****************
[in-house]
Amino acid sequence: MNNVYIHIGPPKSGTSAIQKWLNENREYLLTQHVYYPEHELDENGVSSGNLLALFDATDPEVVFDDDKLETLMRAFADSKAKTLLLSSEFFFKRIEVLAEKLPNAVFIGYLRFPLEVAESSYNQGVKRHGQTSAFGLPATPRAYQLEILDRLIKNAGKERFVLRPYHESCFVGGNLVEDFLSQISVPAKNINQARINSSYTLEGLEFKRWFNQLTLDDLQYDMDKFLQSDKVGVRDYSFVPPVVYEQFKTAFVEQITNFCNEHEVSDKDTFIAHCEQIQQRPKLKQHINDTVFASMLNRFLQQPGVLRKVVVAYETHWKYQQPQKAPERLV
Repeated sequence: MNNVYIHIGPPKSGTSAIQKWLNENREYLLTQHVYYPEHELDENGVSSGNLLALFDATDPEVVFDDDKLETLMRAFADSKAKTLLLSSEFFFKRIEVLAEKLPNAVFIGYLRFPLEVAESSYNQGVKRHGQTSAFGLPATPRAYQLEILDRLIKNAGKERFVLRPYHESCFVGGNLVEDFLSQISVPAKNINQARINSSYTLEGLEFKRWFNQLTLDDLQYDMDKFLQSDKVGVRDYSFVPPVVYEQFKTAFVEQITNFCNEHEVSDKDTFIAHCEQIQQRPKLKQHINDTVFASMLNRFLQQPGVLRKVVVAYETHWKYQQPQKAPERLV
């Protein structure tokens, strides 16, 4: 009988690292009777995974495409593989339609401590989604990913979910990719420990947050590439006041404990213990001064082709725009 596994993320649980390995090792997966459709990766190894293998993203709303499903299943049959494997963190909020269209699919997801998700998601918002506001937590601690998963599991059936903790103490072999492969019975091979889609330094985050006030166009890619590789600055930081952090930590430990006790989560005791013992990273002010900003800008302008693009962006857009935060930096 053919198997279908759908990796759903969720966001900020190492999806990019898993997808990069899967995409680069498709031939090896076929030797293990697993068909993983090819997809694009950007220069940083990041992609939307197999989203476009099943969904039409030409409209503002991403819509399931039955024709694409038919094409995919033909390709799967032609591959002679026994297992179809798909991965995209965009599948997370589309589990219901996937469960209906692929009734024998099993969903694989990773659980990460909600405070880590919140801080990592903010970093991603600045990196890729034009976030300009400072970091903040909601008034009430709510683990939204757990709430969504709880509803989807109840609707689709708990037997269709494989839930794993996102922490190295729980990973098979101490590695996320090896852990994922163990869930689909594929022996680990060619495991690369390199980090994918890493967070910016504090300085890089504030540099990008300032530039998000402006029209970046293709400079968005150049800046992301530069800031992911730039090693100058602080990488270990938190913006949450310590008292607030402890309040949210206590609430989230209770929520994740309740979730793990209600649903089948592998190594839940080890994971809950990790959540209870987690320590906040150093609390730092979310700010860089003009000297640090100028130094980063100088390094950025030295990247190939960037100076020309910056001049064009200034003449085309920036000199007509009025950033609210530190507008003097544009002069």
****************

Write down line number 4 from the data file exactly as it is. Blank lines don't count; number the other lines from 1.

């Protein structure tokens, strides 16, 4: 009988690292009777995974495409593989339609401590989604990913979910990719420990947050590439006041404990213990001064082709725009 596994993320649980390995090792997966459709990766190894293998993203709303499903299943049959494997963190909020269209699919997801998700998601918002506001937590601690998963599991059936903790103490072999492969019975091979889609330094985050006030166009890619590789600055930081952090930590430990006790989560005791013992990273002010900003800008302008693009962006857009935060930096 053919198997279908759908990796759903969720966001900020190492999806990019898993997808990069899967995409680069498709031939090896076929030797293990697993068909993983090819997809694009950007220069940083990041992609939307197999989203476009099943969904039409030409409209503002991403819509399931039955024709694409038919094409995919033909390709799967032609591959002679026994297992179809798909991965995209965009599948997370589309589990219901996937469960209906692929009734024998099993969903694989990773659980990460909600405070880590919140801080990592903010970093991603600045990196890729034009976030300009400072970091903040909601008034009430709510683990939204757990709430969504709880509803989807109840609707689709708990037997269709494989839930794993996102922490190295729980990973098979101490590695996320090896852990994922163990869930689909594929022996680990060619495991690369390199980090994918890493967070910016504090300085890089504030540099990008300032530039998000402006029209970046293709400079968005150049800046992301530069800031992911730039090693100058602080990488270990938190913006949450310590008292607030402890309040949210206590609430989230209770929520994740309740979730793990209600649903089948592998190594839940080890994971809950990790959540209870987690320590906040150093609390730092979310700010860089003009000297640090100028130094980063100088390094950025030295990247190939960037100076020309910056001049064009200034003449085309920036000199007509009025950033609210530190507008003097544009002069």